First day covers sought by collectors
Nopniwat Krailerg and Preeyanoot Jittawong
Post Office Area 5, Chiang Mai organized a stamp exhibition on May 5-9, 2006
on the third floor of Kad Suan Kaew Department Store. The post office had
prepared stamps showing images of HM the King for residents to purchase for
their stamp collections.
depicting the 60 year anniversary of the ascension to the throne of HM the
This exhibition aimed to honor HM King Bhumibol on the occasion of the 60
year anniversary of his ascension to the throne. The exhibition displayed
the first set of coronation stamps with images of the King shown in six
styles, which were offered for sale at 18 baht per set. Chiang Mai Post
Office had a limited quota of 2,100 sets and this attracted many keen
philatelists. The stamps could also be bought over the internet, but sales
were restricted to only one set per person.
There were many other stamps representing the works of King Rama IX; as well
as a souvenir sale, a questionnaire to complete for prizes and a sale of
photographic postcards. The latest set of diamond jubilee stamps was
released on May 9, 2006 printed with an image of HM the King and was offered
for sale at 100 baht per set. More information is available from Post Office
Area 5, Chiang Mai or by phoning 053-279761.
Doi Suthep Statue of Buddha Honored in traditional Ceremonies
Ritual water and Pha Trai (set of monk’s robes) presented in Wai Sa Parami Tradition
5 May 2006: The traditional ceremonies of Wai Sa Parami
(presentation of a new set of robes to Doi Suthep Statue of Buddha) and
Tiaw Kuen Doi (walking up the mountain) commenced with a celebration at
the Three Kings Statue in Chiang Mai.
ritually bathing the Buddha at Wat Lok Mo Lee diring Wai Sa Parami
Udornphan Chantarawiroj, a layman, was honored to be president of ritual
water and Pha Trai presentation to the Busabok Carriage (a vehicle used
in the important ceremony) and led a parade along Phra Pok Klao Road to
present them at Wat Lok Mo Lee on May 5–10. Every evening there will be
a ceremony, called “Cha Roen Phra Phutamon”, preaching, celebrating
ritual water and Pha Trai for people to join in worship.
On the evening of May 11, there will be ritual water and a set of monk’s
robes presented; the parade will move from the courtyard in front of Kru
Ba Sri Wichai Statue to Doi Suthep Statue of Buddha, called “Pra Phe Nee
Tiaw Kuen Doi” by Chiang Mai people. Ritual water and set of monk’s
robes will be presented to Doi Suthep Statue of Buddha in the morning of
the next day, Visakha Puja Day.
People will offer food to 500 monks and present other offerings. In the
afternoon, there will be a royally sponsored ritual water presentation
and 10 ranking rank monks will pray for good luck.
Both the Wai Sa Parami at Doi Suthep Statue of Buddha Tradition and Tiaw
Kuen Doi Tradition are not only to follow the ancient tradition of
Chiang Mai, but also to celebrate the 635th year of Doi Suthep Statue of
Buddha and 60th year of ascending to the throne of His Majesty.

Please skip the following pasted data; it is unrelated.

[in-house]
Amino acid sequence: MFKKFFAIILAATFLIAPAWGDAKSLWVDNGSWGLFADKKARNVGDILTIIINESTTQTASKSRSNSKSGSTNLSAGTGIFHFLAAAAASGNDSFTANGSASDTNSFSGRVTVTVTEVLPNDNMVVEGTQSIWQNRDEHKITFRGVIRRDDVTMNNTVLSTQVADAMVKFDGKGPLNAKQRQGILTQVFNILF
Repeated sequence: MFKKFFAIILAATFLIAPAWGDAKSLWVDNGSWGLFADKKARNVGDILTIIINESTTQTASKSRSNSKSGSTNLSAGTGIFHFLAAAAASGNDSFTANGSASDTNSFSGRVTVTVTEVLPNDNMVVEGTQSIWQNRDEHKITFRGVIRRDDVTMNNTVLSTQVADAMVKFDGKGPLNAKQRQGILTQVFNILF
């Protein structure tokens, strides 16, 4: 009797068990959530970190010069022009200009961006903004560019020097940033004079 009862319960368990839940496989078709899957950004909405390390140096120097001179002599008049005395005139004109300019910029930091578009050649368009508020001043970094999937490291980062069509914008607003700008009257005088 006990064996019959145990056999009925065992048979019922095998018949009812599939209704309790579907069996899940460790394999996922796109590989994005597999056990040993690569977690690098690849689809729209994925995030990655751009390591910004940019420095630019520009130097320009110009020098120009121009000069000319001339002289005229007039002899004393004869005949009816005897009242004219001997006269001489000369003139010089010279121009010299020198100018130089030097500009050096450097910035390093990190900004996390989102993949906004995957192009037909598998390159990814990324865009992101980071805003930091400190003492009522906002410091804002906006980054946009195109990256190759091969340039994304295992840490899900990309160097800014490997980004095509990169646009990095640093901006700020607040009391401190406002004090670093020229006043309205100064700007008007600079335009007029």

On May 9-11, Wat Suan Dok together with Mahachulalongkorn Rajavidyalaya
University and Arts and Culture Promotion Office of Chiang Mai
University will organize an event, called “Wan Wisakha Tham Kee Ta 2006”
with the same purpose with as the two previous traditions. It is also to
celebrate the repair of Statue of Buddha pagoda at Wat Suan Dok, to
celebrate the beauty of music, to promote respect for differences of
culture, and to create unity in the community through art.
CEC Members Learn about Botany
An interesting encounter.
Thirty-five Chiang Mai Expats Club members and
friends met at the Queen Sirikit Botanical Gardens early Saturday
morning, May 7. Don Lee of the Club had organized this and had arranged
for a Garden botanist, Piyakaset Saksathan (Et) to be our guide amongst
the myriad varieties of plants.
It took two trams to carry all of us and we changed our seats to get to
know one another or to get another perspective. Our first stop was at
the Medicinal Plant house. The plants are all labelled with their Latin
names, and these medicinal plants had the uses written in Thai only, so
Et described many of their uses to us. One of them, Euphorbia Tiracali,
which had miniscule leaves, had sap described as poisonous and could
cause blindness unless it was mixed with another substance, at which
time it could help muscle spasms.
The next stop was the Thai Plant house, many of which were familiar to
us. Then the Arid Plant house which had many cactus and succulents, all
equipped with leaves and stems to conserve water. Some of these plants
had pasts that extended back to prehistoric times. We were told that the
older ones had separate male and female plants, whereas the more modern
ones have become more efficient with both sexes in one (hermaphrodite).
Many of the cacti were familiar from the United States southwest
We walked over to the Tropical Rainforest house, the largest glasshouse
at the Garden which has a walkway in the treetops 20 feet up. Many of
these plants are familiar to South Thailand. Et pointed out leaves that
are used for cooking. One of the more unusual plants there was what is
commonly called Boog, a thick, light green, spotted stalk that would
grow up to eight feet high before spreading its small succulent
We went to the Orchid house which had a wonderful variety, many common
to Northern Thailand. Ferns and bromeliads (pineapple, Spanish moss,
etc) lived there also.
After a short break we got back into the trams to stop at the climbers,
the arboretum and the orchid nursery on the way back to our cars. We
finished our outing with a fine Thai lunch at one of the local orchid
Piyakaset Saksathan plans to speak to the Club about plants in Thailand
at the June 10th meeting.